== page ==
Higher Cotton Prices Loom

Higher Cotton Prices Loom

Apparel was at the forefront of the low-cost, outsourced manufacturing revolution, and the business of making shirts in South Asia and sweaters in Central America only got cheaper in recent decades, helping fuel a major air cargo growth market. A polo shirt that might have cost $6.40 for apparel makers in the 1960s cost half as much by 2009.

But demand for cotton is up 40 percent in the world’s emerging markets this year and prices soared in 2010. Cotton prices grew more than 70 percent in the first 10 months of 2010, pushing past $1 a pound to a 15-year high. Although spot prices for future cotton deliveries pulled back somewhat later in the year, the higher costs were starting to reach consumers, and the message in the apparel industry is clear.

“The days of inexpensive apparel are over,” said Peter McGrath, executive vice president of product development and sourcing at J.C. Penney.

“Speculation is playing a big role in the rise of cotton prices,” McGrath said. “Cotton is the new white gold. Demand outweighs production. Demand from the U.S. no longer sets the world’s prices.”

That’s a troubling message for the air freight sector, which has built an entire industry on apparel, from the high fashion that helps fuel higher-priced international air express shipping to a range of apparel shipping services that require specialized handling and help fill aircraft from Asia, the Indian subcontinent and Central and South America.

In the apparel business, the biggest impact from higher cotton prices will be in the discount sector, where a new paradigm is developing, McGrath said. “The least expensive goods will see the biggest price increases,” he said.

Although rising prices help cotton producers in India and Pakistan, they produce headaches for U.S. importers of Asian-made apparel. Charles Keenan, director of imports for IC Isaacs & Co., which manufactures Marithe Francois Girbaud garments, said although volumes are higher than during the recession, sales are still not strong. But makers of cotton apparel are being squeezed by their higher production costs.

Until recently, Keenan said, his company was making jeans in China for just $7 a pair — and selling them at healthy margins in the U.S. But cotton prices have been rising so fast, it’s hard to forecast his future costs. “If I speak to one (cotton) supplier and then call another supplier, by the time I call back the first person, the price he asks is even higher than it was (just a few minutes before).” With no time to negotiate prices, he just has to “pull the trigger.”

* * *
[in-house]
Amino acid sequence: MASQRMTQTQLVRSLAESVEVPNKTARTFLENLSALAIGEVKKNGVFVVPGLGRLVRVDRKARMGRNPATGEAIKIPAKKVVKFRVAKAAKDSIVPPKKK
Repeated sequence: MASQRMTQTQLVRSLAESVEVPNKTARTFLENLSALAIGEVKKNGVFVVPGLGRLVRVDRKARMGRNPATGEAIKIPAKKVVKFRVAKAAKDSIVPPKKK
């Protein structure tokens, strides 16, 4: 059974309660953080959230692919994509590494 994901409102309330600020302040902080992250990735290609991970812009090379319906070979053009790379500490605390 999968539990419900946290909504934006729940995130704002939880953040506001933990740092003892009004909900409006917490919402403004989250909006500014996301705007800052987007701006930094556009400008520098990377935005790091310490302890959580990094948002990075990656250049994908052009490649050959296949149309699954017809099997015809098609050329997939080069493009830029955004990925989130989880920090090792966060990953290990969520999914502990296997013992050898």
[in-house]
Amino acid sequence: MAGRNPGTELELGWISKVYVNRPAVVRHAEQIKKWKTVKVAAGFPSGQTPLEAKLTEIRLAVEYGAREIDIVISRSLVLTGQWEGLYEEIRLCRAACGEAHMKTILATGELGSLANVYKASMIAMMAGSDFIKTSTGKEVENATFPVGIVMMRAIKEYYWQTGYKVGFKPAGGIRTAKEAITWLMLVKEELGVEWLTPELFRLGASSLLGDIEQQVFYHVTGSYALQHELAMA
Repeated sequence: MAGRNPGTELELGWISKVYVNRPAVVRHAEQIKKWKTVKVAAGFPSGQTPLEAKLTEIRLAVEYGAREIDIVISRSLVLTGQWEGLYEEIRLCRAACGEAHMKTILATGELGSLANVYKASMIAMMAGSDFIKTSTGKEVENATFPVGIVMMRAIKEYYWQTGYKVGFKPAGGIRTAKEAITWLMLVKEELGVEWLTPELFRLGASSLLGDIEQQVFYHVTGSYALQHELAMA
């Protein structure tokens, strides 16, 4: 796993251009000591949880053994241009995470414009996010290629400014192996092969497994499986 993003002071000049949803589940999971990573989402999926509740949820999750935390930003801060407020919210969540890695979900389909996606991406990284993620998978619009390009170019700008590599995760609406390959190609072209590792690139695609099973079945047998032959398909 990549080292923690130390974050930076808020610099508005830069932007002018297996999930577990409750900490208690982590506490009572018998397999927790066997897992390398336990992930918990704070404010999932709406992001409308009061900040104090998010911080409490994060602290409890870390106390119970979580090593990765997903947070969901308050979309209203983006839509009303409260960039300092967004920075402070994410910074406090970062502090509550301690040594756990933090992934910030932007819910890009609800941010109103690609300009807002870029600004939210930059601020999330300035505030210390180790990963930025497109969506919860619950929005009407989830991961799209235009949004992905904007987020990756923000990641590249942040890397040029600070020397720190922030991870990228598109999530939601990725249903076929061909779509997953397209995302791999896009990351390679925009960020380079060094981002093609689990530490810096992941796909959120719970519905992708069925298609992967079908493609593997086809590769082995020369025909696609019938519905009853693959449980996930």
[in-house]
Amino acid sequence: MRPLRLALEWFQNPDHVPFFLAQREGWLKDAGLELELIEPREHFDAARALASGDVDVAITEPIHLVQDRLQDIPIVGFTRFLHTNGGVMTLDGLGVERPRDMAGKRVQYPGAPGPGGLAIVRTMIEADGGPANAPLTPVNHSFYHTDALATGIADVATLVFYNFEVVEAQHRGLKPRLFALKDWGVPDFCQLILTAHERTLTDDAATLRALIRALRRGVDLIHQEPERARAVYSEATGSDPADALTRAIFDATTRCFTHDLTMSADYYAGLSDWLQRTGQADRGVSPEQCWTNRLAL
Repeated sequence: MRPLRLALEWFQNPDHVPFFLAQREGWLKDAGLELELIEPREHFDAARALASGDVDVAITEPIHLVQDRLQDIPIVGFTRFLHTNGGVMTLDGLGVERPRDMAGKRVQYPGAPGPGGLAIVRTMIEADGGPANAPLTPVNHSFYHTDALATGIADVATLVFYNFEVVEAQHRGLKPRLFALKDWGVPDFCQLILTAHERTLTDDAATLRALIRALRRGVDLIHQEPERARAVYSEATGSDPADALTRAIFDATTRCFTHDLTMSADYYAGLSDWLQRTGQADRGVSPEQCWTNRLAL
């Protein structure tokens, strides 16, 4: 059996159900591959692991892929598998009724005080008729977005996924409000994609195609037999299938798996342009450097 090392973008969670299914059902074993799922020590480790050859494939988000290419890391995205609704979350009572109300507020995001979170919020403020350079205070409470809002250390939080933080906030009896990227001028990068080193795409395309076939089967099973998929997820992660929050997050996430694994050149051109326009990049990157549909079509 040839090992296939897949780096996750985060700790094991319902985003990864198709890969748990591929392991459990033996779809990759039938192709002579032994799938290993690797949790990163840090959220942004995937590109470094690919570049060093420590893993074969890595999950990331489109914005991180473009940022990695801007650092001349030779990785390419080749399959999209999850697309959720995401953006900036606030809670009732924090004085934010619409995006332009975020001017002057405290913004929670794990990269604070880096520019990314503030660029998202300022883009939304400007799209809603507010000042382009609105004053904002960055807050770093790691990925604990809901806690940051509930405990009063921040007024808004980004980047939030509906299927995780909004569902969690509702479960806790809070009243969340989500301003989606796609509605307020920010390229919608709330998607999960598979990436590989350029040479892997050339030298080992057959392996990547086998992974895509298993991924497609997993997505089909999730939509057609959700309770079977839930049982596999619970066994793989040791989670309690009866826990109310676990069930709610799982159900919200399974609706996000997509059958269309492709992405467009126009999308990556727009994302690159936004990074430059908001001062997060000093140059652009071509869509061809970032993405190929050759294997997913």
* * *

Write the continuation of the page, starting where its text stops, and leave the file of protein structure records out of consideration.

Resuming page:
McGrath believes the pricing surge will lead to consolidation among providers in 2011. From retailers to spinners, the number of competitors will decline. Although cotton prices will decline somewhat by mid-2011, they will remain higher than before the recent inflationary spurt. Apparel prices also will rise, and apparel supply chains will become leaner in an effort to make up for the higher cost of cotton. Finally, McGrath said, private brands will grow at a faster pace than conventional labels as retailers use them to keep costs down.

Apparel companies also will source a growing share of their global supply chains from outside China as production costs there escalate. Alternative low-cost countries such as Vietnam, Cambodia, Bangladesh and Indonesia are likely to attract a larger share of global apparel trade.

Pakistan, already the world’s largest yarn supplier with a 38 percent share of that market, “has a huge opportunity to add value by making apparel” as well, said Shahid Nazir, CEO of Masood Textile Mills, based in Faisalabad, Pakistan.

Producers in Egypt, where cotton business is centuries old, also hope to gain ground.
Alaa Arafa, chairman of Egypt’s Ready Made Garment Export Council, said plans call for Egypt’s garment industry to double its apparel exports over the next four years. “The China trade is bound to move to other locations, including Egypt,” Arafa said,

Although wages in China are rising, they remain quite low, so “many people (in China) would rather do anything rather than work in textiles.” Outsourcing production to Vietnam and Indonesia will grow, Arafa said, but “those countries are not enough to fill the gap” in global demand for apparel.

Contact Alan M. Field at alanmf1233@verizon.net.